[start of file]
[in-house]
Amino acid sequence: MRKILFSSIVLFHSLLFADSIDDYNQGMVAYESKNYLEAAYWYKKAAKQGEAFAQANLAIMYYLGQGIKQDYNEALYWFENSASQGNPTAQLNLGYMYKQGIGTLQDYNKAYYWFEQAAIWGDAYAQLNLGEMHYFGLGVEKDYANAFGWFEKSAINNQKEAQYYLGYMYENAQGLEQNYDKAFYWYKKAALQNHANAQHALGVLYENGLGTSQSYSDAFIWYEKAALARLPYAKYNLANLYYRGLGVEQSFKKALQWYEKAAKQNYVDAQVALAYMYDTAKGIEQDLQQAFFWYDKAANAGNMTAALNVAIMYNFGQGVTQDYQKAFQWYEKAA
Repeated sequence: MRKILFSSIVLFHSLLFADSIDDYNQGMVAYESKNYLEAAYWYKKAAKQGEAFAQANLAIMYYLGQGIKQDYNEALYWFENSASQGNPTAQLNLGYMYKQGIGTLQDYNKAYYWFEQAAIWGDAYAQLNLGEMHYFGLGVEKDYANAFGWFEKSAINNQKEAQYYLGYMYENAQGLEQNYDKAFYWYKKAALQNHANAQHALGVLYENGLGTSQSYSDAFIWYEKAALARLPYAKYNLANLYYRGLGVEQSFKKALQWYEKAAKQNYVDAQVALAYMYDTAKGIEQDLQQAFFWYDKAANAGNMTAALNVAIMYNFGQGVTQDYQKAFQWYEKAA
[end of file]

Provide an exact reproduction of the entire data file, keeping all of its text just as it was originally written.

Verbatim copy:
[in-house]
Amino acid sequence: MRKILFSSIVLFHSLLFADSIDDYNQGMVAYESKNYLEAAYWYKKAAKQGEAFAQANLAIMYYLGQGIKQDYNEALYWFENSASQGNPTAQLNLGYMYKQGIGTLQDYNKAYYWFEQAAIWGDAYAQLNLGEMHYFGLGVEKDYANAFGWFEKSAINNQKEAQYYLGYMYENAQGLEQNYDKAFYWYKKAALQNHANAQHALGVLYENGLGTSQSYSDAFIWYEKAALARLPYAKYNLANLYYRGLGVEQSFKKALQWYEKAAKQNYVDAQVALAYMYDTAKGIEQDLQQAFFWYDKAANAGNMTAALNVAIMYNFGQGVTQDYQKAFQWYEKAA
Repeated sequence: MRKILFSSIVLFHSLLFADSIDDYNQGMVAYESKNYLEAAYWYKKAAKQGEAFAQANLAIMYYLGQGIKQDYNEALYWFENSASQGNPTAQLNLGYMYKQGIGTLQDYNKAYYWFEQAAIWGDAYAQLNLGEMHYFGLGVEKDYANAFGWFEKSAINNQKEAQYYLGYMYENAQGLEQNYDKAFYWYKKAALQNHANAQHALGVLYENGLGTSQSYSDAFIWYEKAALARLPYAKYNLANLYYRGLGVEQSFKKALQWYEKAAKQNYVDAQVALAYMYDTAKGIEQDLQQAFFWYDKAANAGNMTAALNVAIMYNFGQGVTQDYQKAFQWYEKAA